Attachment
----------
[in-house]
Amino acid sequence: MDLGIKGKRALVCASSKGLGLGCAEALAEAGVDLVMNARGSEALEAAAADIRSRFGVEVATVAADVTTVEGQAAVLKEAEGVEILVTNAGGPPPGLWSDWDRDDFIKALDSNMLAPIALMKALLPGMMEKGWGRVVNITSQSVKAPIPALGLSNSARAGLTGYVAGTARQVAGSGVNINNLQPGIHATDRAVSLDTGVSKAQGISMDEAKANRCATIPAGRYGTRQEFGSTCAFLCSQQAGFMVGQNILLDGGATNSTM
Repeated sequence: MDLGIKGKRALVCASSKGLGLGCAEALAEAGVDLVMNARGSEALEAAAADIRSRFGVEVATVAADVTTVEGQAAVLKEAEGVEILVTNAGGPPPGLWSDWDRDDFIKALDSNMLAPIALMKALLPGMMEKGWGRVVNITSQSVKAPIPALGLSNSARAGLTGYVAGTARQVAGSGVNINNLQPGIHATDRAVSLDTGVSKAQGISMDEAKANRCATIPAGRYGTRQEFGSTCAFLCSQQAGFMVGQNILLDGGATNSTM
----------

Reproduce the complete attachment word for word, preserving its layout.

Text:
[in-house]
Amino acid sequence: MDLGIKGKRALVCASSKGLGLGCAEALAEAGVDLVMNARGSEALEAAAADIRSRFGVEVATVAADVTTVEGQAAVLKEAEGVEILVTNAGGPPPGLWSDWDRDDFIKALDSNMLAPIALMKALLPGMMEKGWGRVVNITSQSVKAPIPALGLSNSARAGLTGYVAGTARQVAGSGVNINNLQPGIHATDRAVSLDTGVSKAQGISMDEAKANRCATIPAGRYGTRQEFGSTCAFLCSQQAGFMVGQNILLDGGATNSTM
Repeated sequence: MDLGIKGKRALVCASSKGLGLGCAEALAEAGVDLVMNARGSEALEAAAADIRSRFGVEVATVAADVTTVEGQAAVLKEAEGVEILVTNAGGPPPGLWSDWDRDDFIKALDSNMLAPIALMKALLPGMMEKGWGRVVNITSQSVKAPIPALGLSNSARAGLTGYVAGTARQVAGSGVNINNLQPGIHATDRAVSLDTGVSKAQGISMDEAKANRCATIPAGRYGTRQEFGSTCAFLCSQQAGFMVGQNILLDGGATNSTM